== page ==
Slander & Libel in the Workplace

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When you put a false statement about another person in writing, it's called libel. Speaking those same inaccuracies is referred to as slander. Defamation occurs when you publish or publicly declare false statements about other people with the intent of hurting them. Legally, defamation can be prosecuted even if your slander or libel unintentionally harms another. While defamation laws vary from state to state, the practice can damage morale and teamwork in the workplace, place employers at risk and lead to job loss.


Prior to the invention of the printing press, slander was a much more typical way to defame another person's reputation. Public speaking that caused harm to another created fodder for the courts. A printed derogatory statement holds a much longer shelf life however and with the storage capabilities of the Internet, libel can last forever. According to attorney Gregory Abbott, in the 21st century, libel and slander have become interchangeable terms.

Read More: What Is Libel Law?


A negative or slanderous statement is not defamatory if you say it to a person's face or under your breath. For example, a co-worker cannot charge you with defamation if you tell him off in the parking lot with no one else to witness the account. If, on the other hand, you tell everyone in the office false information about a co-worker, he can sue you if he can prove it damaged his ability to earn a living. Slander can be damaging if you repeat false statements to your boss that leads to your co-worker's dismissal.


As an employer, you have rights when it comes to defending yourself against charges of defamation. For one thing, opinions can never be construed as libel or slander, according to the Legal Aid Society. If you write or say anything about an employee's personality, that constitutes an opinion. The Legal Aid Society advises that you can be held accountable for defamation however if you say that an employee or co-worker stole money or property as a statement of fact when it is not true. Negative information provided to you by an employee is privileged and you have the right to use it as you see fit. Information gleaned from background checks, interviews or evaluations are not subject to libel laws. True statements also are not considered libel or slanderous.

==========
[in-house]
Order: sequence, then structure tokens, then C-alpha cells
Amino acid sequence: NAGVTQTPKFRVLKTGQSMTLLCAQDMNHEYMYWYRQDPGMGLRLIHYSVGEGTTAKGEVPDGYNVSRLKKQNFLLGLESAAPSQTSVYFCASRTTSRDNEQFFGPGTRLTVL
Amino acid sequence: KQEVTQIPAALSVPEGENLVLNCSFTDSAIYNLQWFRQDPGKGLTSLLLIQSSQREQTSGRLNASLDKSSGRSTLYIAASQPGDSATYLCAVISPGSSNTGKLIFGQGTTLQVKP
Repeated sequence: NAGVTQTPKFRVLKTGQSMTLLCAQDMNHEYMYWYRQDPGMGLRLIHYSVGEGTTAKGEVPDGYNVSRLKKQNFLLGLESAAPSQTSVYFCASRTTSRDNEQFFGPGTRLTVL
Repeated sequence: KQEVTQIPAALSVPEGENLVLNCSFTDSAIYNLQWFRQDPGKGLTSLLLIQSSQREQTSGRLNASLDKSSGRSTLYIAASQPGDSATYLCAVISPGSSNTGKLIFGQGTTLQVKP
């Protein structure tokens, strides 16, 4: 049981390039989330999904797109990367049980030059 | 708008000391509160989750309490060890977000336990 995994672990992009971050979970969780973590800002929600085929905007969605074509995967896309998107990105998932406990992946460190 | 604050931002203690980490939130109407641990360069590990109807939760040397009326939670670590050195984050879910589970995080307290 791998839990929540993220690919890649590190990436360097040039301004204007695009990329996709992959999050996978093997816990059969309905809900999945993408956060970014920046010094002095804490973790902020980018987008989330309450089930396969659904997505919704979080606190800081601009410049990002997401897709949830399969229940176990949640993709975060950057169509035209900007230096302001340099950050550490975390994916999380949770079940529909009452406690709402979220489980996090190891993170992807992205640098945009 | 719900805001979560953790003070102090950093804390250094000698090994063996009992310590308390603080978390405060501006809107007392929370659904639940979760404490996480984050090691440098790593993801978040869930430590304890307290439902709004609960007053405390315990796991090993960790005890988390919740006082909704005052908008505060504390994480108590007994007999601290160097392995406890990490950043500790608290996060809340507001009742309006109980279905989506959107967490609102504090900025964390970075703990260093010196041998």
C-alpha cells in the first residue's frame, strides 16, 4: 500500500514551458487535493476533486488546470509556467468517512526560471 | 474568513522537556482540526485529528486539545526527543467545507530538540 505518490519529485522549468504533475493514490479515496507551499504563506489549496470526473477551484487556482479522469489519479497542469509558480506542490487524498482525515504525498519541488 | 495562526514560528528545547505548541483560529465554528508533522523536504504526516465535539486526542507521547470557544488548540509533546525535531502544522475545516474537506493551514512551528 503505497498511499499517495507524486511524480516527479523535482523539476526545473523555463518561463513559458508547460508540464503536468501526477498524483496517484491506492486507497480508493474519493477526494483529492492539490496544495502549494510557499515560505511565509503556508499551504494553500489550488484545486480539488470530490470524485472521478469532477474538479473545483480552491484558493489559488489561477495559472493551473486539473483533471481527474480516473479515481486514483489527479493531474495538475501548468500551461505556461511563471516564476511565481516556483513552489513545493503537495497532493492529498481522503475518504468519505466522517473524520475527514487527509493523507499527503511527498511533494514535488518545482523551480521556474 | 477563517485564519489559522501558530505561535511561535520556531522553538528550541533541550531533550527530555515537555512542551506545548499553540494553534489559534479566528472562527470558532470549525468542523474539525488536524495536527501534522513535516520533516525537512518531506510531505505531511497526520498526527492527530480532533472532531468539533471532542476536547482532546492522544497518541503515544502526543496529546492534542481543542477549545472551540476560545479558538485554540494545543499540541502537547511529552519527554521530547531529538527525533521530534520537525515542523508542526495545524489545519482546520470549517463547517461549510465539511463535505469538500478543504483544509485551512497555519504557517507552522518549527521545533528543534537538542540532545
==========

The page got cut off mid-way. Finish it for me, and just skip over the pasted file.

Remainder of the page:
If you plan to take an employer to court for defamation, you must be prepared to prove the allegations. You'll need witnesses if your boss made false statements about you or a copy of the publication or email in which the statement was made. You'll need to show how her actions harmed you; whether you lost your job or reputation in your industry. While lost income is a tangible measurement of the damage your boss or co-workers caused you, you also may have a case if the libel or slander is obviously harmful, even though you may not be able to measure it precisely. For example, if your integrity or honesty is challenged publicly, the defamation may have long-lasting effects on your career or standing in the community that has no price tag. You should keep records of any patterns of abuse or unfair treatment you received to show intent.

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